It currently prioritises markets where it thinks it can make the biggest impact. Some criteria considered include the market’s familiarity with buying and selling online, smartphone penetration, and infrastructure to support mobile connectivity.
In order to “go local to be global”, Carousell has local teams in all its markets to ensure that everything it does is relevant and resonates with users in that country.
Mr Tan adds that the company’s app is optimised to perform even in “challenging Internet conditions”, with flexibility to allow buyers and sellers to transact in a way that makes the most sense in their context, rather than imposing a certain way of doing things.
Aside from its product, the other crucial part of the business that Carousell prizes is its people.
Recruiting global talent
It recently won the Singapore Computer Society’s Best Tech Company to Work For award in the small organisation and startup category.
Realising that employees of today want to make a difference with their work, the leadership team often shares meaningful user stories so that staff members are aware of the impact their work has on other people’s lives. Some of their favourite stories are captured as quotes around the office, to remind the team of their purpose.
Like many startups these days, the company has adopted an open office environment to facilitate collaboration and also has a spacious pantry for breakout sessions – conditions conducive for teamwork and innovation.
As Carousell has to compete with larger, more established companies for the same pool of talent, it is forced to be resourceful to find the right people and make them stay, says Mr Tan.
He says: “One of the biggest hurdles that Carousell is facing right now is the short supply of good engineers that will be needed for our next level of growth.”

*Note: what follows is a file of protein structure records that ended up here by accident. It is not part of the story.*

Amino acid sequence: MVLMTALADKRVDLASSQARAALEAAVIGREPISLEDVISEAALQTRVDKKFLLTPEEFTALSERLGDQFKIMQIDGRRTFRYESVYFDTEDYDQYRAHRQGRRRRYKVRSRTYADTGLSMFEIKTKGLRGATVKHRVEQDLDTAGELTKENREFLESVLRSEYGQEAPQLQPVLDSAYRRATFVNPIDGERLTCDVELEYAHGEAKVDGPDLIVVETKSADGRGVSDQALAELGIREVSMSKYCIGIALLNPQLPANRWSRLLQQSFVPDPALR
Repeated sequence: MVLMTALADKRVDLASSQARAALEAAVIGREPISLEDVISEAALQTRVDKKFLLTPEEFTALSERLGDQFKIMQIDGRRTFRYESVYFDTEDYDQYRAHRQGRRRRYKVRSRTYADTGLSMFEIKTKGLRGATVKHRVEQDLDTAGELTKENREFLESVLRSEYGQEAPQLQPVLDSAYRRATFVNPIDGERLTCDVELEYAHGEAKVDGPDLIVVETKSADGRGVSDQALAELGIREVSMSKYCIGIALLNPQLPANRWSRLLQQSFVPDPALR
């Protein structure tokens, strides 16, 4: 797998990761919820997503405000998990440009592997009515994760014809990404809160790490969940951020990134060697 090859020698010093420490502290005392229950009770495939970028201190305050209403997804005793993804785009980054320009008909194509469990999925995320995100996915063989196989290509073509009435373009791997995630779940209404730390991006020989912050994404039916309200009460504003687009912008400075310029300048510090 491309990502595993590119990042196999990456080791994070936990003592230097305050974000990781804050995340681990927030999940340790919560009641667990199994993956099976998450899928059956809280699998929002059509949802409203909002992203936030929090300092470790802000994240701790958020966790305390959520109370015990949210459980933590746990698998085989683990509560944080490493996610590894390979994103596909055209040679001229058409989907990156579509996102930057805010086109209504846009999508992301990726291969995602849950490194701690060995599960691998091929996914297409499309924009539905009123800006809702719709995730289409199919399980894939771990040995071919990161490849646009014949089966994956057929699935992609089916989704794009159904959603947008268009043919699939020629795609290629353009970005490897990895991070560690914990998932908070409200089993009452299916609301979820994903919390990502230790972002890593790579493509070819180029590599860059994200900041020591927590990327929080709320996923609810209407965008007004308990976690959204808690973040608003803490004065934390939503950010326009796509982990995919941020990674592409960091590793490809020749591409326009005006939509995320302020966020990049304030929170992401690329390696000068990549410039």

To plug the gap, he adds, the company is open to recruiting talent globally, pointing out that its engineering and product teams have people from across the world. They currently manage two development teams based in Vietnam and Taiwan.
The company also recognises that besides finding the right people, having the right leadership is just as important.
Carousell recently hired as its new VP of Engineering, Silicon Valley veteran Jordan Dea-Mattson, who has worked in tech firms such as Apple, Adobe and Yahoo.
Says Mr Tan: “While Singapore is gearing up to become the next tech hub in South-east Asia, we need people like Jordan with this level of experience and talent to improve the organisation and get us shipping better products faster.”
He is cognisant of the fact that the road ahead is likely to be fraught with speed bumps in a saturated market.
“In general, any offline or online channel where individuals go to buy and sell could be a competitor to Carousell, including online forums and offline flea markets,” he says.
But he remains confident that the company stands apart on three fronts: simplicity of use, the “inspiring experience” of browsing on its platform, and its community. In fact, he says boldly that Carousell’s goal is to become the No 1 mobile classified marketplace in the world.
Not content to cruise along on its current achievements, the company is already exploring the use of artificial intelligence and machine learning to offer users a more personalised experience.
Mr Tan concludes: “The job is always less than one per cent done, and we will continue to look for ways to improve and grow as an organisation.”